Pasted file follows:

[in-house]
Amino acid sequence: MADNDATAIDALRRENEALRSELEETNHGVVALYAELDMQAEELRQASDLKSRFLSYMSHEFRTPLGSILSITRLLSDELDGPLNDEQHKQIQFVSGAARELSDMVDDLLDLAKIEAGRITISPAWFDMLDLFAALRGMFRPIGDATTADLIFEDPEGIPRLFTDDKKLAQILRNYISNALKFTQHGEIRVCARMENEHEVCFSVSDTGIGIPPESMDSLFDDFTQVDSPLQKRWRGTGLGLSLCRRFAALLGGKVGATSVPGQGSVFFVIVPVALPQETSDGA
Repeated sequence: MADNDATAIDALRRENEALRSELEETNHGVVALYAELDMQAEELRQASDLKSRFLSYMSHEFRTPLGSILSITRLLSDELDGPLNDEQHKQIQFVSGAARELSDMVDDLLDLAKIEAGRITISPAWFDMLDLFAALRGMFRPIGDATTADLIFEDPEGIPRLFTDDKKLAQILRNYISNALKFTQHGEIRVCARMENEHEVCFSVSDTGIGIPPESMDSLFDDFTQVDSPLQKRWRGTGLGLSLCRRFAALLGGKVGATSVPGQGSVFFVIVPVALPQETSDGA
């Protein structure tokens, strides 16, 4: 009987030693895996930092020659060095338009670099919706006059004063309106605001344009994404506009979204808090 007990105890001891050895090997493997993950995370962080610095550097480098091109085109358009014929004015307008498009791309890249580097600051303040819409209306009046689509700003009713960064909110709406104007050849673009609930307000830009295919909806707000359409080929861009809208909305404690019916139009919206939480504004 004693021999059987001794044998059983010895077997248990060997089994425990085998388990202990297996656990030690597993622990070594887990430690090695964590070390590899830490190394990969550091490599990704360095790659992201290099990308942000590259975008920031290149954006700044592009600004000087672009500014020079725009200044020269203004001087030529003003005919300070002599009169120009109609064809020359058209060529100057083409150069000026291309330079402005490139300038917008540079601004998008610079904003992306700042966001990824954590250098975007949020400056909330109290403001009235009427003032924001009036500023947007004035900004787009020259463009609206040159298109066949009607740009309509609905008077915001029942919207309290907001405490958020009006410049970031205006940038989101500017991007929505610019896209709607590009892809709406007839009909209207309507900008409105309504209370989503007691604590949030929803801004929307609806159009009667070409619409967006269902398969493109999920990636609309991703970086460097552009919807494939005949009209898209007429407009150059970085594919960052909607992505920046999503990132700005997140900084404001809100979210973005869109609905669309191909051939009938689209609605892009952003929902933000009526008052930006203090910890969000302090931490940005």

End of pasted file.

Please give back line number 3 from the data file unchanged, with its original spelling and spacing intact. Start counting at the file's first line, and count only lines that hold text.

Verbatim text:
Repeated sequence: MADNDATAIDALRRENEALRSELEETNHGVVALYAELDMQAEELRQASDLKSRFLSYMSHEFRTPLGSILSITRLLSDELDGPLNDEQHKQIQFVSGAARELSDMVDDLLDLAKIEAGRITISPAWFDMLDLFAALRGMFRPIGDATTADLIFEDPEGIPRLFTDDKKLAQILRNYISNALKFTQHGEIRVCARMENEHEVCFSVSDTGIGIPPESMDSLFDDFTQVDSPLQKRWRGTGLGLSLCRRFAALLGGKVGATSVPGQGSVFFVIVPVALPQETSDGA